• IsEternal: If an element is eternal then it cannot be removed from the cache because it exceeds its maximum life. This option defaults to true.
  • MaxLifeSeconds: If elements are not eternal, this option defines the maximum life of each object before it is removed. If the memory shrinker is running, objects are removed by the shrinker; if not, they are removed when they're accessed. This option defaults to -1, which disables the option.
  • IsSpool: This option defines whether or not an element can be spooled out to disk. It defaults to true.
  • IsLateral: This option defines whether or not an element can be sent to a lateral cache. It defaults to true.
  • IsRemote: This option defines whether or not an element can be sent to a remote cache. Defaults to true.

In Listing 1, I created a region named musicCache that holds up to 1,000 items in memory. Its memory manager uses a LRU algorithm: when the cache is full and JCS needs to make room for new items, it will remove items that have not been recently accessed. It has the memory shrinker enabled, and the shrinker will run every 60 seconds. It will evict items that sit idle for more than 60 minutes (3,600 seconds.) Its items are not eternal, and they can be written out to disk, to a lateral cache, or to a remote cache.

Note that the IsSpool, IsLateral, and IsRemote settings are inherited from the default settings. Because the jcs.region.musicCache element is set to DC, it is defined not only to maintain an in-memory cache, but also to use the indexed disk cache as an auxiliary. (The property can be set to a comma-separated list of multiple auxiliaries.) The disk cache is configured to store items in the c:/temp directory. (JCS prefers forward slashes to backslashes.) The remaining attributes configure the disk cache using an IndexedDiskCacheAttribute object; you can read about these attributes in the JCS Javadoc.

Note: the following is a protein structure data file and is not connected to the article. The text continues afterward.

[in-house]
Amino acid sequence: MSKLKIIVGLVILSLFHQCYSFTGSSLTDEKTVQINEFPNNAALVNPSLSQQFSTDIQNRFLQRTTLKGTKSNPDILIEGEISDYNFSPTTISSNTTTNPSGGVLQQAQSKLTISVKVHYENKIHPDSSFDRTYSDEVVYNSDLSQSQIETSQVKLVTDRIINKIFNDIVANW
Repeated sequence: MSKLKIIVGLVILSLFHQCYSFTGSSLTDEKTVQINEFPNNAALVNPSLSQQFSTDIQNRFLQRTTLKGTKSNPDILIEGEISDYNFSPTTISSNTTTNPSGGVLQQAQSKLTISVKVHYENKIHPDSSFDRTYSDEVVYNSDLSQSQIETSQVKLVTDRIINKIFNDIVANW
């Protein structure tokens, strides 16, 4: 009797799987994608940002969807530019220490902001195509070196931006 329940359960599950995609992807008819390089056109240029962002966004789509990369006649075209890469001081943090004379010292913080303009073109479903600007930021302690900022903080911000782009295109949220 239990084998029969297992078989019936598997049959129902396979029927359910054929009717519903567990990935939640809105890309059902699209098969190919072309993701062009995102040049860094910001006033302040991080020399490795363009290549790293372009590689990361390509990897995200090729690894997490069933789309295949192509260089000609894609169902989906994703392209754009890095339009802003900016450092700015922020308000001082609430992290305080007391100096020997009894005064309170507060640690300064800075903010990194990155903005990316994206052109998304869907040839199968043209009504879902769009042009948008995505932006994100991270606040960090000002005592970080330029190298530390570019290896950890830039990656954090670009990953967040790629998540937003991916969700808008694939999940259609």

Building a sample caching application

Once you understand how to configure JCS, building a caching application is straightforward. The application needs to be able to:

  • Initialize the cache from its configuration file
  • Access a region in the cache
  • Load objects into the cache
  • Retrieve objects from the cache
  • Remove objects from the cache

The cache can be initialized either automatically or manually. If you name your configuration file cache.ccf and put it directly in your CLASSPATH (such as your root build directory), then the first time JCS is invoked it finds the file and initializes appropriately. If you need to store your configuration file elsewhere or name it differently, you can use the org.apache.jcs.utils.props.PropertyLoader's loadProperties() method to load JCS properties from any properties file.